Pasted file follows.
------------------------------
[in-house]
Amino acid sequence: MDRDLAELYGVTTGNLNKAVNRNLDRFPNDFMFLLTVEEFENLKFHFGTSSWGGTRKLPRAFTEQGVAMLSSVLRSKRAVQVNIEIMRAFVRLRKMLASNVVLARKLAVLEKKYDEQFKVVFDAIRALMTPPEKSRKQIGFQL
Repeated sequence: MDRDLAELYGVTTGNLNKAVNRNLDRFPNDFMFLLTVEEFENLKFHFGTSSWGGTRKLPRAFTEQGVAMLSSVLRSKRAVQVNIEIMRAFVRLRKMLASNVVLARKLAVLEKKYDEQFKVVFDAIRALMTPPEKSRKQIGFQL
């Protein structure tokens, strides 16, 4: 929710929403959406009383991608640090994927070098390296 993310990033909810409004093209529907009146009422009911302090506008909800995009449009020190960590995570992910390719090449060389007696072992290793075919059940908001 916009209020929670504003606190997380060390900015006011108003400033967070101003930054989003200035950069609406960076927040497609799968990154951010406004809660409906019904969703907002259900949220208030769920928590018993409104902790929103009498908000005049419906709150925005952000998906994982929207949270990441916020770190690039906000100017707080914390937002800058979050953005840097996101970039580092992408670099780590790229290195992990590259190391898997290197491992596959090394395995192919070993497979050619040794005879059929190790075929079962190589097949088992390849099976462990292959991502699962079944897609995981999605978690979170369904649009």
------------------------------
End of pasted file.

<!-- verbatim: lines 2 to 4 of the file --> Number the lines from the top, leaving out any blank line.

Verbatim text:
Amino acid sequence: MDRDLAELYGVTTGNLNKAVNRNLDRFPNDFMFLLTVEEFENLKFHFGTSSWGGTRKLPRAFTEQGVAMLSSVLRSKRAVQVNIEIMRAFVRLRKMLASNVVLARKLAVLEKKYDEQFKVVFDAIRALMTPPEKSRKQIGFQL
Repeated sequence: MDRDLAELYGVTTGNLNKAVNRNLDRFPNDFMFLLTVEEFENLKFHFGTSSWGGTRKLPRAFTEQGVAMLSSVLRSKRAVQVNIEIMRAFVRLRKMLASNVVLARKLAVLEKKYDEQFKVVFDAIRALMTPPEKSRKQIGFQL
């Protein structure tokens, strides 16, 4: 929710929403959406009383991608640090994927070098390296 993310990033909810409004093209529907009146009422009911302090506008909800995009449009020190960590995570992910390719090449060389007696072992290793075919059940908001 916009209020929670504003606190997380060390900015006011108003400033967070101003930054989003200035950069609406960076927040497609799968990154951010406004809660409906019904969703907002259900949220208030769920928590018993409104902790929103009498908000005049419906709150925005952000998906994982929207949270990441916020770190690039906000100017707080914390937002800058979050953005840097996101970039580092992408670099780590790229290195992990590259190391898997290197491992596959090394395995192919070993497979050619040794005879059929190790075929079962190589097949088992390849099976462990292959991502699962079944897609995981999605978690979170369904649009």